Today is National Food Day -- but did you know the first one was 36 years ago?
National Food Day started in 1975. Hoping it could continue in momentum similar to Earth Day, Food Day was concerned with rising costs, world hunger and the increasingly poor American diet.
Just because National Food Day fizzled out in 1977, after only two years, doesn't mean the new national day will be weak. Nearly two thousand known events are planned across the country, including materials for teachers, recipes and potlucks.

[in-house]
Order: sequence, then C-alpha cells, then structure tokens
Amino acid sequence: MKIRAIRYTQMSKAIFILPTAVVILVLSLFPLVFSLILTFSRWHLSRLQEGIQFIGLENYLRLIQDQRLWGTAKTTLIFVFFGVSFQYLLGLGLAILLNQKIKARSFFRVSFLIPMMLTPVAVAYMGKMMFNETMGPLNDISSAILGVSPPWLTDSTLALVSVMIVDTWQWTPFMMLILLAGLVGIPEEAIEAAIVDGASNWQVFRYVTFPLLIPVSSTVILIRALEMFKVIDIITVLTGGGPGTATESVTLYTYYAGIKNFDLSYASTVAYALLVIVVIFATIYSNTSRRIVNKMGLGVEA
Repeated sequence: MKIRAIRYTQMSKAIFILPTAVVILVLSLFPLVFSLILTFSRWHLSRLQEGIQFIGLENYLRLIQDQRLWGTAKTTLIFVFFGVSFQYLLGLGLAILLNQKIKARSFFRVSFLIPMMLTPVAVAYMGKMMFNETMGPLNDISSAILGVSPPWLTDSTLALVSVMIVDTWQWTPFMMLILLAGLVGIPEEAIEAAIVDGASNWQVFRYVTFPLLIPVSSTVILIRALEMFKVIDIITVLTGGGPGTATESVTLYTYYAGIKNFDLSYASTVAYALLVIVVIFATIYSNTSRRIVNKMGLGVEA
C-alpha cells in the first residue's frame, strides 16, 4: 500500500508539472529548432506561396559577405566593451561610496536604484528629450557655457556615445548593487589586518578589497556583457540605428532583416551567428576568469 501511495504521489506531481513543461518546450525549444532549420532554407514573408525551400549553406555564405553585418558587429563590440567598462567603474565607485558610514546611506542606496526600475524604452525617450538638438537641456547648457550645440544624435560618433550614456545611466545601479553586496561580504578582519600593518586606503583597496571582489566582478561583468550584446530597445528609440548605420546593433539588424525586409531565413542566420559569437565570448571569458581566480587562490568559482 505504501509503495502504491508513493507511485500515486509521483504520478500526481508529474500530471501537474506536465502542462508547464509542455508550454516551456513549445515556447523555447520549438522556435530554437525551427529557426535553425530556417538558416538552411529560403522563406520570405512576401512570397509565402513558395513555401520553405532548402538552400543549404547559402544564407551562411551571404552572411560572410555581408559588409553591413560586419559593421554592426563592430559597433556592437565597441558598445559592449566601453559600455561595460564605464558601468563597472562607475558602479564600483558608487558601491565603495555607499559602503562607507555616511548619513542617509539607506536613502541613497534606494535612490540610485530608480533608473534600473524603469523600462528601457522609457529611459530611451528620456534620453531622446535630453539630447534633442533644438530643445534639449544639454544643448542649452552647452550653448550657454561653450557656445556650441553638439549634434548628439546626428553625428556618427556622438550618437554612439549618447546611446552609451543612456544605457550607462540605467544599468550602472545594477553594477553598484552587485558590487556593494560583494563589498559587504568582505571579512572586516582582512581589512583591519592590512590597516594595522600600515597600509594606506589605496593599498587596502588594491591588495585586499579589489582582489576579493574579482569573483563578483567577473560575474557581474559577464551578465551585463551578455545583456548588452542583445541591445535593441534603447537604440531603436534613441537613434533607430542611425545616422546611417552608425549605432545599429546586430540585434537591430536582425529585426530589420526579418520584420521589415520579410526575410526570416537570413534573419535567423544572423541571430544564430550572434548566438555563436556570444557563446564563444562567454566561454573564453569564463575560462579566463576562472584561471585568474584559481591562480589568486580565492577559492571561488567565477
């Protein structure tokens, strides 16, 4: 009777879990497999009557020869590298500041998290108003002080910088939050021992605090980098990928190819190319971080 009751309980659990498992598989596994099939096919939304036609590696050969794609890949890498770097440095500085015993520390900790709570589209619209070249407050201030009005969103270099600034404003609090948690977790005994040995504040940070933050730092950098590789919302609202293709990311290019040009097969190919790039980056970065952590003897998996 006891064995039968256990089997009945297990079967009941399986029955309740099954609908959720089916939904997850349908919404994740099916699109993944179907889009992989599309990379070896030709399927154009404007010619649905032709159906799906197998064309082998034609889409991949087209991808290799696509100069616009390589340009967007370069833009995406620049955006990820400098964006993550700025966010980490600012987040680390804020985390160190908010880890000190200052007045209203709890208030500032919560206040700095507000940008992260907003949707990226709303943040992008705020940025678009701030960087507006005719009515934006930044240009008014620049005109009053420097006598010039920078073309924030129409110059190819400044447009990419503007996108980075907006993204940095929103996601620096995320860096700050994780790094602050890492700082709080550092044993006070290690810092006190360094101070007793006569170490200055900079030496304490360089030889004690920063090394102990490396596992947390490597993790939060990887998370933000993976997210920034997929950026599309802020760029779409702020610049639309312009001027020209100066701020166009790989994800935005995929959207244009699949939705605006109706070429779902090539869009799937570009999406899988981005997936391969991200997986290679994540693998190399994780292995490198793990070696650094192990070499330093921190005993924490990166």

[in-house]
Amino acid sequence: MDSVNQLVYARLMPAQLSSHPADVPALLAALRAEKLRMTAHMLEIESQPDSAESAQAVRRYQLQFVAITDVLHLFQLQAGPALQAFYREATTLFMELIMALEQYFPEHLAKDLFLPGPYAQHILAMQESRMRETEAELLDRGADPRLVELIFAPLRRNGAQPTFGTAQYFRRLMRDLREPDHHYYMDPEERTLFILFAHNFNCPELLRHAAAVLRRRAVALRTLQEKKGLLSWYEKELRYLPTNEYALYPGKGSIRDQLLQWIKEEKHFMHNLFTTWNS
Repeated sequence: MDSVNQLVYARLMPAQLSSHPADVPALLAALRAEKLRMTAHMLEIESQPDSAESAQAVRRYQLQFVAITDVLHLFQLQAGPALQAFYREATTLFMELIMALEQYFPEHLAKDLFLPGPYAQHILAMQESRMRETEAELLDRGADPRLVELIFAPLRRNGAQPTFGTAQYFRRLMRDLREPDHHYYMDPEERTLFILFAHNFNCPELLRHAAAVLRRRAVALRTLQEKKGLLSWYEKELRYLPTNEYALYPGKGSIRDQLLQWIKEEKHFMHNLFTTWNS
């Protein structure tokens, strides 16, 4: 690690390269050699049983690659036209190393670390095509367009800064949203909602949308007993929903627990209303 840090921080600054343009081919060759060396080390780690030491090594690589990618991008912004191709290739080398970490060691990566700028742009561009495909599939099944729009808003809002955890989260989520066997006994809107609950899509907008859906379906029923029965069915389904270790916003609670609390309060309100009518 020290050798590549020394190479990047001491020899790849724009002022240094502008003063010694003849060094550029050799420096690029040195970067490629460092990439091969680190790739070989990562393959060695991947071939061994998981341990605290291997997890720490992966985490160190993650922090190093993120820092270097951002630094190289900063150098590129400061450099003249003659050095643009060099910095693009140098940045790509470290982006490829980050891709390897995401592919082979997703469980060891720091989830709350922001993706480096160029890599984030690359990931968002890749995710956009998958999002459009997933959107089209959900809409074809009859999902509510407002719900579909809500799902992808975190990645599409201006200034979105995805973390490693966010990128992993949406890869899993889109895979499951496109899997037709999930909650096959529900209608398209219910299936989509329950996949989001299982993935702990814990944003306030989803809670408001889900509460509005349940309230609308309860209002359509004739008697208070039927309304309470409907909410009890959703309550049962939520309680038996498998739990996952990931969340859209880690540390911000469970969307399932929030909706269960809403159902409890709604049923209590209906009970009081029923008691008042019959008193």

The variety of events are promising for Food Day -- the National Archives in Washington, D.C. are showcasing documents related to the history of food policy, and schools in Bentonville, Arkansas are having special classes about food.
The Center for Science in the Public Interest threw time and money behind the effort with the hope of spreading awareness of "farm to fork."
How are you and your community celebrating National Food Day? Share below!
- Food day is back after a 34-year absence (Washington Post)
- Food Day: Working to Reform Our Food Systems From Farm to Fork (The Atlantic)